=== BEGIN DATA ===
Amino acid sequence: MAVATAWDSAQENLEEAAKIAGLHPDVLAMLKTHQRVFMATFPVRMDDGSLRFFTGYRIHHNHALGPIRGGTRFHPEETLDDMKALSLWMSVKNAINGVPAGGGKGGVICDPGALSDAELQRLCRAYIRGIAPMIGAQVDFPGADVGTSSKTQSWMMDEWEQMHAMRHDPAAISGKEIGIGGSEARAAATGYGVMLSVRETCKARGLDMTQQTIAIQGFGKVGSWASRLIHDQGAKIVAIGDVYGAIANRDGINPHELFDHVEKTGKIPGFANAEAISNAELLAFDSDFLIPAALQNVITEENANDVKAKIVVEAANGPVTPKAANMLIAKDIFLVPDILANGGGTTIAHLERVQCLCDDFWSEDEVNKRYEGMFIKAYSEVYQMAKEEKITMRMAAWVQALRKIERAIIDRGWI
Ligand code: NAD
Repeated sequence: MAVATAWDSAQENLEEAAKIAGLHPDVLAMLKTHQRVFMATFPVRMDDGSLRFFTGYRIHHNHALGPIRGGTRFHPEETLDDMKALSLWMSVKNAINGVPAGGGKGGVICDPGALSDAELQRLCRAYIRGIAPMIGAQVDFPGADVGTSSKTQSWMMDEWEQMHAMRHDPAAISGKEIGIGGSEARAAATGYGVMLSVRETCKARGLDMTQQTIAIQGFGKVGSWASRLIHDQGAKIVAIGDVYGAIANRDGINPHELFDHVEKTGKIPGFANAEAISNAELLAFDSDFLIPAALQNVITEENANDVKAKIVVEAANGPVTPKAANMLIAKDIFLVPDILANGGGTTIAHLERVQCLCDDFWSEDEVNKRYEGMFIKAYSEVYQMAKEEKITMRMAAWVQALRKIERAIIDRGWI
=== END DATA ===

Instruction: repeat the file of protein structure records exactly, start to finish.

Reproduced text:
Amino acid sequence: MAVATAWDSAQENLEEAAKIAGLHPDVLAMLKTHQRVFMATFPVRMDDGSLRFFTGYRIHHNHALGPIRGGTRFHPEETLDDMKALSLWMSVKNAINGVPAGGGKGGVICDPGALSDAELQRLCRAYIRGIAPMIGAQVDFPGADVGTSSKTQSWMMDEWEQMHAMRHDPAAISGKEIGIGGSEARAAATGYGVMLSVRETCKARGLDMTQQTIAIQGFGKVGSWASRLIHDQGAKIVAIGDVYGAIANRDGINPHELFDHVEKTGKIPGFANAEAISNAELLAFDSDFLIPAALQNVITEENANDVKAKIVVEAANGPVTPKAANMLIAKDIFLVPDILANGGGTTIAHLERVQCLCDDFWSEDEVNKRYEGMFIKAYSEVYQMAKEEKITMRMAAWVQALRKIERAIIDRGWI
Ligand code: NAD
Repeated sequence: MAVATAWDSAQENLEEAAKIAGLHPDVLAMLKTHQRVFMATFPVRMDDGSLRFFTGYRIHHNHALGPIRGGTRFHPEETLDDMKALSLWMSVKNAINGVPAGGGKGGVICDPGALSDAELQRLCRAYIRGIAPMIGAQVDFPGADVGTSSKTQSWMMDEWEQMHAMRHDPAAISGKEIGIGGSEARAAATGYGVMLSVRETCKARGLDMTQQTIAIQGFGKVGSWASRLIHDQGAKIVAIGDVYGAIANRDGINPHELFDHVEKTGKIPGFANAEAISNAELLAFDSDFLIPAALQNVITEENANDVKAKIVVEAANGPVTPKAANMLIAKDIFLVPDILANGGGTTIAHLERVQCLCDDFWSEDEVNKRYEGMFIKAYSEVYQMAKEEKITMRMAAWVQALRKIERAIIDRGWI